Thursday, June 23, 2011

Law Abiding Birds

For those of you who missed it - Newsday reported on a juvenile Peregrine Falcon which was injured during a fall at the Federal Courthouse in Islip recently.  The bird had only minor injuries and is being rehabbed - more importantly though is that this proves the existence of a Peregrine nest on the top of the Courthouse (some 80 feet high).  According to the article, there are only two other spots on the island that have active nesting Peregrines (the Robert Moses Bridge and Nassau University Medical Center).  Let's hope that in the near future there are many more - perhaps at the big Coast Guard tower in Hampton Bays or the adjacent Ponquogue Bridge where I've seen multiple Peregrine's? (see photo above and below).

Anyway, here is the full article, via Newsday:

A female baby peregrine falcon injured itself and had to be trapped and taken to a veterinarian Wednesday, after one of her first attempts to fly from a nest atop the federal courthouse in Central Islip, officials said.
The presence of a baby falcon, or an eyas as it is called, surprised court officials, though they knew a female and male falcon had taken up residence near the top of the courthouse's nine-story entrance rotunda and scared away the flocks of pigeons that had been roosting on the building's many ledges.
The pigeons' droppings, encrusting the ledges, had become a headache for building managers, costing "thousands of dollars" annually to clean up, according to William Schrader, the courthouse manager for the federal General Service's Administration.

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"They solved our pigeon problem and helped the taxpayers," Schrader said Wednesday, adding he was delighted now by the presence of one or more baby falcons.
Bird experts had told GSA officials that it was likely that the male and female peregrine falcons might be caring for young because the ground under the nesting sight was occasionally littered with the heads of small birds such as starlings and sparrows, GSA Long Island manager, Enrico Caruso, said.
While the adult falcons could be seen perching on the courthouse, their nest, if any, was in an area of the rotunda that was very difficult to access, behind a high wall, the only path to which is a precarious journey between the skylights that provide light for the rotunda.
And when the rotunda recently began to leak, maintenance workers were divebombed by the falcons, apparently guarding the nest and babies, and had to retreat for their safety, Schrader said.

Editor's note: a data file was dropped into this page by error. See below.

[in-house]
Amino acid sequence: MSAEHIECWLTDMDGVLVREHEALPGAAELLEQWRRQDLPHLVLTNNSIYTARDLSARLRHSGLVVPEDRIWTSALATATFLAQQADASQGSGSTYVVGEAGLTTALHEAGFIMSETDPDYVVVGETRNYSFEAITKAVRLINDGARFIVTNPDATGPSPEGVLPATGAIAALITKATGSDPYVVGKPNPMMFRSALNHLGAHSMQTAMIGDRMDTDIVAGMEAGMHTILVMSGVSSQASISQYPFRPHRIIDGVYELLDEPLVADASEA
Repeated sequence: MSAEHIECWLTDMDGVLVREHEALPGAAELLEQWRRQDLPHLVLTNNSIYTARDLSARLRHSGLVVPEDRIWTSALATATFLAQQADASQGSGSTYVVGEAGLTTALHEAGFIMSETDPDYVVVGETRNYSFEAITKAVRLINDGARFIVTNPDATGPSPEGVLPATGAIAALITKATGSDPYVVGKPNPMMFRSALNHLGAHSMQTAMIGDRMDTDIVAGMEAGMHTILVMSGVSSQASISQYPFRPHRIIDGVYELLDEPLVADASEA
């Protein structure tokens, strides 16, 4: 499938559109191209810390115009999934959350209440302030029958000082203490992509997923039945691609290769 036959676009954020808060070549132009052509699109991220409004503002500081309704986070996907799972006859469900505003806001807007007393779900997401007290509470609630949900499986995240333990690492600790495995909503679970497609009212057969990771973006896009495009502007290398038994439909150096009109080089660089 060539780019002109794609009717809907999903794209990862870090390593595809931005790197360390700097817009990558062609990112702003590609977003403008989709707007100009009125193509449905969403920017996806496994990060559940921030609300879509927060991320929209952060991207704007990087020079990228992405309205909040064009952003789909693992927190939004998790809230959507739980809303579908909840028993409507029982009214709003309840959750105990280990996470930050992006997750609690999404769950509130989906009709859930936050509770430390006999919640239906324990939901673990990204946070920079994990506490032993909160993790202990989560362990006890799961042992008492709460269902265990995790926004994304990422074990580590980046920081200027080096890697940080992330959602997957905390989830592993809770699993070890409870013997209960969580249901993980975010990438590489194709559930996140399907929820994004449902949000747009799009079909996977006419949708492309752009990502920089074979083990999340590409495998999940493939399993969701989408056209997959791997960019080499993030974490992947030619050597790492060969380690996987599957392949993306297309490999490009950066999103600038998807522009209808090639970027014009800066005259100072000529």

Wildlife officials also said that the falcons are a protected species in New York State and should be treated with care, GSA officials said.
"But we're happy to learn to live with them and will work something out with the leaks," Schrader said.
The licensed wildlife trapper called in by officials Wednesday, Bobby Horvath of Massapequa, said it was likely that the young female peregrine falcon was making one of her first flights and banged into the courthouse, and then fell to the ground.
She was hopping around on the ground unable to fly when he caught her in a net, said Horvath, a New York City firefighter who operates Wildlife in Need of Rescue and Rehabilitation in Massapequain his spare time.
He said it appeared that the baby falcon had a minor injury to her left wing and her chances for complete recovery were very good.
Horvath said that he identified one other uninjured baby peregrine resting on the eighth-floor ledge of the courthouse and speculated there may be others that the parents are still guarding in the rotunda nest.
Horvath said thatperegrines are among the world's fastest creatures, able to dive at 200 miles per hour, live on catching smaller birds, and like to nest in high cliffs or on tall manmade structures.
He said there have been two other publicly identified peregrine nests on Long Island, one on theRobert Moses bridge and the other on the Nassau County Medical Center.
Early yesterday evening the injured baby falcon waited for a veterinarian to X-ray her while she contentedly munched on a thawed frozen quail, Horvath said.

For more on Falcons, purchase this awesome book:  Hawks at a Distance: Identification of Migrant Raptors

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